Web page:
In the American West, high school graduations are juxtaposed with Memorial Day. Often, they’re on the same weekend, one a rite of passage, the other a marking of passage.
Let’s be honest here. There’s not a handful of Northwest high school graduates reading this editorial comment. They’ve got too much going on, family and good-byes and look-aheads.
What an exciting time. In further honesty, let’s acknowledge we’d love to be in their places – 18 years old, healthy, energetic, with all of life’s possibilities ahead. One caveat, though. We’d all love to be 18 again … as long as we are allowed to know what we know now.
Bill Gates, the American businessman so influential and powerful that he may not need background introduction, spoke to high school students not long ago. He told them 11 things they did not and will not learn in school. Among them, these: life is not fair, get used to it; you will not make $60,000 a year right out of high school; if you think your teacher is tough, wait ‘til you get a boss; if you mess up, it’s not your parents’ fault, so don’t whine about your mistakes, learn from them; your school may have done away with winners and losers, but life has not; and television is not real life. In real life, people actually have to leave the coffee shop and go to jobs.
Those are all great, and true.
Here’s another one.
“Flipping burgers is not beneath your dignity,” Gates said. “Your grandparents had a different word for burger flipping: they called it opportunity.”
Our grandparents did see work as opportunity. And they worked, hard, through Great Depressions and World War II and the Baby Boom, to make better lives for themselves, and for us. They succeeded, too. Our complaints today are about the price of gasoline, slow Internet service, the housing market and smog, among many. Their concerns – and they rarely complained in front of us – were about having enough food for the brood, enough money to pay the dentist, enough wood to heat the house in wintertime. Smog? When a New Hampshire valley filled with wood smoke, Grampy didn’t see it as smog. To him, it meant children and the elderly were warm.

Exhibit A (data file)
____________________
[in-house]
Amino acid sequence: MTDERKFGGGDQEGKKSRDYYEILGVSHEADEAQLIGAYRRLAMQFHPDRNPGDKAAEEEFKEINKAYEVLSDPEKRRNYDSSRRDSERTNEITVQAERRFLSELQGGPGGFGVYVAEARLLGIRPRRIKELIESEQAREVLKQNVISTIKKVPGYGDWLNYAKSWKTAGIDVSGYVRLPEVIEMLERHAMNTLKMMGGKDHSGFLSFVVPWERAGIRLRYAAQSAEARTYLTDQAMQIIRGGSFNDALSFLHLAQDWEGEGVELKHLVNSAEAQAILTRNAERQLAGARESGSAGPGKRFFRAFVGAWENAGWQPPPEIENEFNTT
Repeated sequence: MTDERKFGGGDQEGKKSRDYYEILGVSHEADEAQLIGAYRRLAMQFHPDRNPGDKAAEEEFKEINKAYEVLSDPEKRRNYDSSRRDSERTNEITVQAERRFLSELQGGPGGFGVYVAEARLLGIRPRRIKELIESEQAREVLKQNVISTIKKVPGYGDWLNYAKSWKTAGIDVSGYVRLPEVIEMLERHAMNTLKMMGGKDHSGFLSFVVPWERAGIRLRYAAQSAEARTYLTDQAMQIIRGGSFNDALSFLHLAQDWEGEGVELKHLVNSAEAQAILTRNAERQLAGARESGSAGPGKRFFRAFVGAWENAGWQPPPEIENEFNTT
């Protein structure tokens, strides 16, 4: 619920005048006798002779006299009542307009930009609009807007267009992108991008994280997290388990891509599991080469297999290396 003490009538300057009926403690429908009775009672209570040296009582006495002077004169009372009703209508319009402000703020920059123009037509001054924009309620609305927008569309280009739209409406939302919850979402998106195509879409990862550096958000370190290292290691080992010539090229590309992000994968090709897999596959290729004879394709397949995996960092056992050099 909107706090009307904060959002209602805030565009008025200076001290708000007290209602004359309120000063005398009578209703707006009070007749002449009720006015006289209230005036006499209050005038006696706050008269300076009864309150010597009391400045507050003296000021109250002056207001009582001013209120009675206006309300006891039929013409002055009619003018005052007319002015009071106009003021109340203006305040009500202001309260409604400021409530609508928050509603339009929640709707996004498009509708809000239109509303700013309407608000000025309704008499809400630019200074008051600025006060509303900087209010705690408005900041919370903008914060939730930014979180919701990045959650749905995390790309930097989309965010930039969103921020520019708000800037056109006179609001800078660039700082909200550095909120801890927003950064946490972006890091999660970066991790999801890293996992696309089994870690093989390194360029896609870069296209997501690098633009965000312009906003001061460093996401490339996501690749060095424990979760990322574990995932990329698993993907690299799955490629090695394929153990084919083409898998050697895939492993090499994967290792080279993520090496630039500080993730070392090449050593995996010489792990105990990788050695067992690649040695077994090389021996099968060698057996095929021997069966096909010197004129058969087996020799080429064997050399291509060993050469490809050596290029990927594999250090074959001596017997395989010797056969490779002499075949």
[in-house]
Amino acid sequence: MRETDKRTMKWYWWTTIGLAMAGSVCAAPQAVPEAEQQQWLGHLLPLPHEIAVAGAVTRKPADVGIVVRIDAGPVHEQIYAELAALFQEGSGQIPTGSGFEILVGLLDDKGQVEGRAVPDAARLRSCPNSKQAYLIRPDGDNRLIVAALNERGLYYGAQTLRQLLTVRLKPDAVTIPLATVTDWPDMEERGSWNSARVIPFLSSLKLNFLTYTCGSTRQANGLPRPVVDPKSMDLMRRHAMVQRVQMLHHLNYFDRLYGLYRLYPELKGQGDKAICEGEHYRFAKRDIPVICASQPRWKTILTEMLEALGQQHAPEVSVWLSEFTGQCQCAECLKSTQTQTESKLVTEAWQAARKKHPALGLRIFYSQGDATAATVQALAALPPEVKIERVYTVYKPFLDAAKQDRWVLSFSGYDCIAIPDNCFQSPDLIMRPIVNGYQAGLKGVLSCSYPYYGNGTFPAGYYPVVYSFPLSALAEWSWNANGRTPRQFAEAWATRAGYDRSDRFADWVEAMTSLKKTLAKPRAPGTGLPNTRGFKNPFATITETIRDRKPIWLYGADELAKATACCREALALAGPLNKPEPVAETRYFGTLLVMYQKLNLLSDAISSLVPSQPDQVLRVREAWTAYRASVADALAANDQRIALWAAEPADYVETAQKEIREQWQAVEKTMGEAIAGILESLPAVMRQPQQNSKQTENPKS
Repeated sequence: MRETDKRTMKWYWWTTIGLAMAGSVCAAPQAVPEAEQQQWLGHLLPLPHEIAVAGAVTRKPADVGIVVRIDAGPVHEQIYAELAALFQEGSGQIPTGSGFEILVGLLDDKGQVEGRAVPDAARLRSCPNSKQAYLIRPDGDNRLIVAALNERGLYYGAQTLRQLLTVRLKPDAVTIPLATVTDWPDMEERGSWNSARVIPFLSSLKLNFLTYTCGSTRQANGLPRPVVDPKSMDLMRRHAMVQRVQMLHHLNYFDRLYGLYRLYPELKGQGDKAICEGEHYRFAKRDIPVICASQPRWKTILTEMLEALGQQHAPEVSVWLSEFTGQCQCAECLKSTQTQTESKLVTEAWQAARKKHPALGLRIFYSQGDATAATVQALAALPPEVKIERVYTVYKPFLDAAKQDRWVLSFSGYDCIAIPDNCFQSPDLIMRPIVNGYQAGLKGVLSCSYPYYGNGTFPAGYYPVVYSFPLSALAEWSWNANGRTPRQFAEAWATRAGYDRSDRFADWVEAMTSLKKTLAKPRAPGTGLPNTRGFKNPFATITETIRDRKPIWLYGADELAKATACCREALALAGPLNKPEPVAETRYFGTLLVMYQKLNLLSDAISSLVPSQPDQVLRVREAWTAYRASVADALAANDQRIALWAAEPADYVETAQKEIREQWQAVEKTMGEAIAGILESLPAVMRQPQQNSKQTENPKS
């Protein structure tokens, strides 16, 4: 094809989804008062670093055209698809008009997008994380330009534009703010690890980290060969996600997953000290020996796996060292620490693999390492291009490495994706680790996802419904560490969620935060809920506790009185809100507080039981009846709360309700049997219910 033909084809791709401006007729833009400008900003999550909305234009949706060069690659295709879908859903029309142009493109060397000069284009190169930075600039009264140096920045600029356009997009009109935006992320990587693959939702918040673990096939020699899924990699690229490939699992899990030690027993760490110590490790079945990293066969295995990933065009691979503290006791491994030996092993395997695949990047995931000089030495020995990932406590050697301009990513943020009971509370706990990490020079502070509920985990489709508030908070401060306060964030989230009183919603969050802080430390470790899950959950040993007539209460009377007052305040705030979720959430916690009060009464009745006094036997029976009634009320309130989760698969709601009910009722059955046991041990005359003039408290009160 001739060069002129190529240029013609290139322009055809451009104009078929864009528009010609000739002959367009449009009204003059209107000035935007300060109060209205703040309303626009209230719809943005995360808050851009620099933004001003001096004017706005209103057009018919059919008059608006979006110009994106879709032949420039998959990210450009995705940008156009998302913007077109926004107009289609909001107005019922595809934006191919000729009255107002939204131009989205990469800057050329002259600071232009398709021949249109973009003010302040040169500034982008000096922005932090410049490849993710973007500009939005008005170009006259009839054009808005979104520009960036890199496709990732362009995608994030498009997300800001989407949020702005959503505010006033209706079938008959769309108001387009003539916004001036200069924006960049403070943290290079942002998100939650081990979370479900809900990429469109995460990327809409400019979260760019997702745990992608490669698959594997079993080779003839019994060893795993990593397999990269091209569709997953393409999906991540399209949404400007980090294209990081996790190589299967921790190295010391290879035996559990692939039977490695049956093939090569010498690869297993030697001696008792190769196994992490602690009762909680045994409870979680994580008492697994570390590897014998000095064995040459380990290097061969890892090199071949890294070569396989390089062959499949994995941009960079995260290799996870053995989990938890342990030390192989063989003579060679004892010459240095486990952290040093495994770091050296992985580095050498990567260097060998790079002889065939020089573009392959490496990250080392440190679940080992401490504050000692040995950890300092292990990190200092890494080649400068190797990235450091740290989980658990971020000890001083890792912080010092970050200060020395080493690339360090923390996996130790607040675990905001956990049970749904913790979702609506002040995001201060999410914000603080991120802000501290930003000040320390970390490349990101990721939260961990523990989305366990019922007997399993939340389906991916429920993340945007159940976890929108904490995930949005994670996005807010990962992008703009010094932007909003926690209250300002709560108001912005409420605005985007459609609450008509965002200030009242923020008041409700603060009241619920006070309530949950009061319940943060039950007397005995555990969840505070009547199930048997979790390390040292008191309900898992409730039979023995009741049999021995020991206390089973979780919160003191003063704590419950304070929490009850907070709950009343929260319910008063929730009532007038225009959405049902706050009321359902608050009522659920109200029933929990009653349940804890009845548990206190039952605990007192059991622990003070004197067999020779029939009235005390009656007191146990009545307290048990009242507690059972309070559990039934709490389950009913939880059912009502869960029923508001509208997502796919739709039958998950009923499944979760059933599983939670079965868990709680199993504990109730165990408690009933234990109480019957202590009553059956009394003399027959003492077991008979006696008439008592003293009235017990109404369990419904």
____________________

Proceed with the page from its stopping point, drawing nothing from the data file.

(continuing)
There are admonishments on these pages about Memorial Day, and how America has forgotten why it exists. In part, we can blame the holiday’s diminishment on the three-day weekend, and the chance to get away. Memorial Day was a bigger deal when it fell on a mid-week Tuesday, or Thursday.
Today, too few of us pause on Memorial Day to reflect upon the unparalleled contributions of our military veterans, those who have come before, and those who defend and protect our nation and our freedoms this very day. They have our unwavering gratitude.
Perhaps Americans can find greater personal meaning in Memorial Day by remembering everyone who has come before, our parents, grandparents and their parents, the people who saw work as opportunity, who served in our armed forces, who sacrificed through genuinely hard times so that we, today, can enjoy and thrive in this wonderful life.